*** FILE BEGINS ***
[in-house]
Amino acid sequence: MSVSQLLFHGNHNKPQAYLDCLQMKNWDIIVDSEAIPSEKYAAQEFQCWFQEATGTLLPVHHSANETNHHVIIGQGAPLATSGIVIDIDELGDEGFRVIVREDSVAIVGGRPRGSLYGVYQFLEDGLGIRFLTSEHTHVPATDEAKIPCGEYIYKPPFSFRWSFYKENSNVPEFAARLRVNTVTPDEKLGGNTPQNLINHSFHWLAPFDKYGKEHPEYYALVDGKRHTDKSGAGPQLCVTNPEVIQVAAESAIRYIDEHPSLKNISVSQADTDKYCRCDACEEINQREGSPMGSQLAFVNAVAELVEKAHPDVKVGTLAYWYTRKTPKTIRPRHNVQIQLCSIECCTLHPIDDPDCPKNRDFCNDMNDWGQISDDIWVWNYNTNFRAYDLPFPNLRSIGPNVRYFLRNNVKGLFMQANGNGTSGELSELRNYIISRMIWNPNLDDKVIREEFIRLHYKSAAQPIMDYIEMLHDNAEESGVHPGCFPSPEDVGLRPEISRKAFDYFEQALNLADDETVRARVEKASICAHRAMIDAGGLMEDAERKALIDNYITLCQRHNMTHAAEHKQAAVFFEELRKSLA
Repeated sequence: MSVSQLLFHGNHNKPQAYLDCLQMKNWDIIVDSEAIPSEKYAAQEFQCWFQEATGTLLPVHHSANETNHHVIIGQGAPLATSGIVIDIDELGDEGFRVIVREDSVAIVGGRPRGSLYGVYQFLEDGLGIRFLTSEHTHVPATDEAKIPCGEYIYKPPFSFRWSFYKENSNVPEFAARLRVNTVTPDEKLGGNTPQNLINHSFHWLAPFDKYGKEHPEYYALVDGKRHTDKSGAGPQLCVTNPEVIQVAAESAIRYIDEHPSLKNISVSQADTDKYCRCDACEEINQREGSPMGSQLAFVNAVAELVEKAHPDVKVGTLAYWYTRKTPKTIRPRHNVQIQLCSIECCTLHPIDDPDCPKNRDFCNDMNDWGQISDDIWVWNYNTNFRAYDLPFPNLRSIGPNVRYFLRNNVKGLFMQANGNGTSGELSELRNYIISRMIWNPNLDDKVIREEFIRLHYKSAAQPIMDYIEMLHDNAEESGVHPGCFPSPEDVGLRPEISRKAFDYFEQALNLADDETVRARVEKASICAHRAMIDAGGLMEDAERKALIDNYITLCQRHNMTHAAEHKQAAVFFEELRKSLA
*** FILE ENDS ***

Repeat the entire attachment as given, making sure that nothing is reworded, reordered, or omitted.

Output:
[in-house]
Amino acid sequence: MSVSQLLFHGNHNKPQAYLDCLQMKNWDIIVDSEAIPSEKYAAQEFQCWFQEATGTLLPVHHSANETNHHVIIGQGAPLATSGIVIDIDELGDEGFRVIVREDSVAIVGGRPRGSLYGVYQFLEDGLGIRFLTSEHTHVPATDEAKIPCGEYIYKPPFSFRWSFYKENSNVPEFAARLRVNTVTPDEKLGGNTPQNLINHSFHWLAPFDKYGKEHPEYYALVDGKRHTDKSGAGPQLCVTNPEVIQVAAESAIRYIDEHPSLKNISVSQADTDKYCRCDACEEINQREGSPMGSQLAFVNAVAELVEKAHPDVKVGTLAYWYTRKTPKTIRPRHNVQIQLCSIECCTLHPIDDPDCPKNRDFCNDMNDWGQISDDIWVWNYNTNFRAYDLPFPNLRSIGPNVRYFLRNNVKGLFMQANGNGTSGELSELRNYIISRMIWNPNLDDKVIREEFIRLHYKSAAQPIMDYIEMLHDNAEESGVHPGCFPSPEDVGLRPEISRKAFDYFEQALNLADDETVRARVEKASICAHRAMIDAGGLMEDAERKALIDNYITLCQRHNMTHAAEHKQAAVFFEELRKSLA
Repeated sequence: MSVSQLLFHGNHNKPQAYLDCLQMKNWDIIVDSEAIPSEKYAAQEFQCWFQEATGTLLPVHHSANETNHHVIIGQGAPLATSGIVIDIDELGDEGFRVIVREDSVAIVGGRPRGSLYGVYQFLEDGLGIRFLTSEHTHVPATDEAKIPCGEYIYKPPFSFRWSFYKENSNVPEFAARLRVNTVTPDEKLGGNTPQNLINHSFHWLAPFDKYGKEHPEYYALVDGKRHTDKSGAGPQLCVTNPEVIQVAAESAIRYIDEHPSLKNISVSQADTDKYCRCDACEEINQREGSPMGSQLAFVNAVAELVEKAHPDVKVGTLAYWYTRKTPKTIRPRHNVQIQLCSIECCTLHPIDDPDCPKNRDFCNDMNDWGQISDDIWVWNYNTNFRAYDLPFPNLRSIGPNVRYFLRNNVKGLFMQANGNGTSGELSELRNYIISRMIWNPNLDDKVIREEFIRLHYKSAAQPIMDYIEMLHDNAEESGVHPGCFPSPEDVGLRPEISRKAFDYFEQALNLADDETVRARVEKASICAHRAMIDAGGLMEDAERKALIDNYITLCQRHNMTHAAEHKQAAVFFEELRKSLA